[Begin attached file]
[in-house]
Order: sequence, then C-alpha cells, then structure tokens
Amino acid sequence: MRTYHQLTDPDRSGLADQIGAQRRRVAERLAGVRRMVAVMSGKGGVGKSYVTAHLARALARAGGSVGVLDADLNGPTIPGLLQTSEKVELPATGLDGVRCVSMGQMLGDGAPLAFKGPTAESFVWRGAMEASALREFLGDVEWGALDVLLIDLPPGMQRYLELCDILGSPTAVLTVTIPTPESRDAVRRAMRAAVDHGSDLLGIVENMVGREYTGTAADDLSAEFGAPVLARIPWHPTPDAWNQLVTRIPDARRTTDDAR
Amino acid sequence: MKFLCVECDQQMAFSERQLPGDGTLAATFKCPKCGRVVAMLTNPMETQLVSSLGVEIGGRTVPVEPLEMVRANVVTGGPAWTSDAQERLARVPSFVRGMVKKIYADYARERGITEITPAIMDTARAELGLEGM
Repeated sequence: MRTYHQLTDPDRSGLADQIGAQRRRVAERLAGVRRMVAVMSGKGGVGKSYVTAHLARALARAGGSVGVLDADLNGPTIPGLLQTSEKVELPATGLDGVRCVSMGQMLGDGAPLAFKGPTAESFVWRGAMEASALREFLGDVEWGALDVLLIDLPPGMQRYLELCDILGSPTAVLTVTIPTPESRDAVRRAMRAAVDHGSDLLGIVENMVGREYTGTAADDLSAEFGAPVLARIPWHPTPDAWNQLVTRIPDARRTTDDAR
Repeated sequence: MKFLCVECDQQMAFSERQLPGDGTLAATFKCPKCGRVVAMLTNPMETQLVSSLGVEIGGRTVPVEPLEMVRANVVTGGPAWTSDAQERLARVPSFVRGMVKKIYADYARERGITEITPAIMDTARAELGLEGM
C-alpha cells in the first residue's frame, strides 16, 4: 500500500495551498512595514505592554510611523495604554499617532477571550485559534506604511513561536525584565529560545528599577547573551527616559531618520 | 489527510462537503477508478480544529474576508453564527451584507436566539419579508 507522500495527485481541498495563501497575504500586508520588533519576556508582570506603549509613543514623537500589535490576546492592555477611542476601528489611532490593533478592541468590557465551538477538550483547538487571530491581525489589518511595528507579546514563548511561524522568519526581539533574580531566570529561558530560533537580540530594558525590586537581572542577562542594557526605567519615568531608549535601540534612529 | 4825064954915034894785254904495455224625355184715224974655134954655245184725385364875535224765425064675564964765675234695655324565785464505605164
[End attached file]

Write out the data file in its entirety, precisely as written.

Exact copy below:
[in-house]
Order: sequence, then C-alpha cells, then structure tokens
Amino acid sequence: MRTYHQLTDPDRSGLADQIGAQRRRVAERLAGVRRMVAVMSGKGGVGKSYVTAHLARALARAGGSVGVLDADLNGPTIPGLLQTSEKVELPATGLDGVRCVSMGQMLGDGAPLAFKGPTAESFVWRGAMEASALREFLGDVEWGALDVLLIDLPPGMQRYLELCDILGSPTAVLTVTIPTPESRDAVRRAMRAAVDHGSDLLGIVENMVGREYTGTAADDLSAEFGAPVLARIPWHPTPDAWNQLVTRIPDARRTTDDAR
Amino acid sequence: MKFLCVECDQQMAFSERQLPGDGTLAATFKCPKCGRVVAMLTNPMETQLVSSLGVEIGGRTVPVEPLEMVRANVVTGGPAWTSDAQERLARVPSFVRGMVKKIYADYARERGITEITPAIMDTARAELGLEGM
Repeated sequence: MRTYHQLTDPDRSGLADQIGAQRRRVAERLAGVRRMVAVMSGKGGVGKSYVTAHLARALARAGGSVGVLDADLNGPTIPGLLQTSEKVELPATGLDGVRCVSMGQMLGDGAPLAFKGPTAESFVWRGAMEASALREFLGDVEWGALDVLLIDLPPGMQRYLELCDILGSPTAVLTVTIPTPESRDAVRRAMRAAVDHGSDLLGIVENMVGREYTGTAADDLSAEFGAPVLARIPWHPTPDAWNQLVTRIPDARRTTDDAR
Repeated sequence: MKFLCVECDQQMAFSERQLPGDGTLAATFKCPKCGRVVAMLTNPMETQLVSSLGVEIGGRTVPVEPLEMVRANVVTGGPAWTSDAQERLARVPSFVRGMVKKIYADYARERGITEITPAIMDTARAELGLEGM
C-alpha cells in the first residue's frame, strides 16, 4: 500500500495551498512595514505592554510611523495604554499617532477571550485559534506604511513561536525584565529560545528599577547573551527616559531618520 | 489527510462537503477508478480544529474576508453564527451584507436566539419579508 507522500495527485481541498495563501497575504500586508520588533519576556508582570506603549509613543514623537500589535490576546492592555477611542476601528489611532490593533478592541468590557465551538477538550483547538487571530491581525489589518511595528507579546514563548511561524522568519526581539533574580531566570529561558530560533537580540530594558525590586537581572542577562542594557526605567519615568531608549535601540534612529 | 4825064954915034894785254904495455224625355184715224974655134954655245184725385364875535224765425064675564964765675234695655324565785464505605164